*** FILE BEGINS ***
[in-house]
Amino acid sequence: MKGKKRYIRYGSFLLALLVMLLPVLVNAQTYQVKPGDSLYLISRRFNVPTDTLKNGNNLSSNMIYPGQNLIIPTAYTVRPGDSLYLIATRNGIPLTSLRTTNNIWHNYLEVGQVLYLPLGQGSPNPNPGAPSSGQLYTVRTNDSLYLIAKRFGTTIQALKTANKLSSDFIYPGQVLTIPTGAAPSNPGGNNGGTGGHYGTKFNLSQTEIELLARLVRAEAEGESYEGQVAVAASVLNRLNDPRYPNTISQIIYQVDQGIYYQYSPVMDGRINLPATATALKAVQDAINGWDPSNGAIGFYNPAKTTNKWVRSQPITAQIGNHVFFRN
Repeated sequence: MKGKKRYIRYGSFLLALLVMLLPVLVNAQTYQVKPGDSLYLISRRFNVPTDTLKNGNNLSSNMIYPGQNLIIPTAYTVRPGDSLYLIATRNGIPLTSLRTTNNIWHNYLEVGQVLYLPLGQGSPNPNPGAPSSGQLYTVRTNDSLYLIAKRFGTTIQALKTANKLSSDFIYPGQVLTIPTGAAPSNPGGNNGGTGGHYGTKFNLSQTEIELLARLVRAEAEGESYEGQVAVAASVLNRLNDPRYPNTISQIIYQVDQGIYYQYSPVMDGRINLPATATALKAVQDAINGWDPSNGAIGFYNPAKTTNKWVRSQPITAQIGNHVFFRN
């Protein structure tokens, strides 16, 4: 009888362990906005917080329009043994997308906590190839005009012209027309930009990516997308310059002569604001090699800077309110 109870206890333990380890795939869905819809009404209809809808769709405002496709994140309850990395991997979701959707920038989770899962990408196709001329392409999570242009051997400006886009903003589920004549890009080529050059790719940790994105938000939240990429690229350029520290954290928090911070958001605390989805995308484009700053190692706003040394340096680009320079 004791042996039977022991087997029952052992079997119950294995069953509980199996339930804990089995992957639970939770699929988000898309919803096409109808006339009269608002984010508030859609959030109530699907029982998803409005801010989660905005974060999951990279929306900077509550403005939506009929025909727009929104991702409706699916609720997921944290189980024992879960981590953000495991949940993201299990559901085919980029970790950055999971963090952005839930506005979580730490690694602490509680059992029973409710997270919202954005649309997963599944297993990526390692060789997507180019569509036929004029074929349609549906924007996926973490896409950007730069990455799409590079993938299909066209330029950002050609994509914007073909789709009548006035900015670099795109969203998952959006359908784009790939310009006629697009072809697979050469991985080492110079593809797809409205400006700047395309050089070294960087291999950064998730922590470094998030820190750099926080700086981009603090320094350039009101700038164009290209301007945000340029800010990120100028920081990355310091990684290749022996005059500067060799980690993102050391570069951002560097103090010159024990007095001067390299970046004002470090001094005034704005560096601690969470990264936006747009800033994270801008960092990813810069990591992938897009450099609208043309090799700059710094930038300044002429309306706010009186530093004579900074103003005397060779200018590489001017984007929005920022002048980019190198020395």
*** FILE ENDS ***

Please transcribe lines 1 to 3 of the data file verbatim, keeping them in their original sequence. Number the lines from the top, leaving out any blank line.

[in-house]
Amino acid sequence: MKGKKRYIRYGSFLLALLVMLLPVLVNAQTYQVKPGDSLYLISRRFNVPTDTLKNGNNLSSNMIYPGQNLIIPTAYTVRPGDSLYLIATRNGIPLTSLRTTNNIWHNYLEVGQVLYLPLGQGSPNPNPGAPSSGQLYTVRTNDSLYLIAKRFGTTIQALKTANKLSSDFIYPGQVLTIPTGAAPSNPGGNNGGTGGHYGTKFNLSQTEIELLARLVRAEAEGESYEGQVAVAASVLNRLNDPRYPNTISQIIYQVDQGIYYQYSPVMDGRINLPATATALKAVQDAINGWDPSNGAIGFYNPAKTTNKWVRSQPITAQIGNHVFFRN
Repeated sequence: MKGKKRYIRYGSFLLALLVMLLPVLVNAQTYQVKPGDSLYLISRRFNVPTDTLKNGNNLSSNMIYPGQNLIIPTAYTVRPGDSLYLIATRNGIPLTSLRTTNNIWHNYLEVGQVLYLPLGQGSPNPNPGAPSSGQLYTVRTNDSLYLIAKRFGTTIQALKTANKLSSDFIYPGQVLTIPTGAAPSNPGGNNGGTGGHYGTKFNLSQTEIELLARLVRAEAEGESYEGQVAVAASVLNRLNDPRYPNTISQIIYQVDQGIYYQYSPVMDGRINLPATATALKAVQDAINGWDPSNGAIGFYNPAKTTNKWVRSQPITAQIGNHVFFRN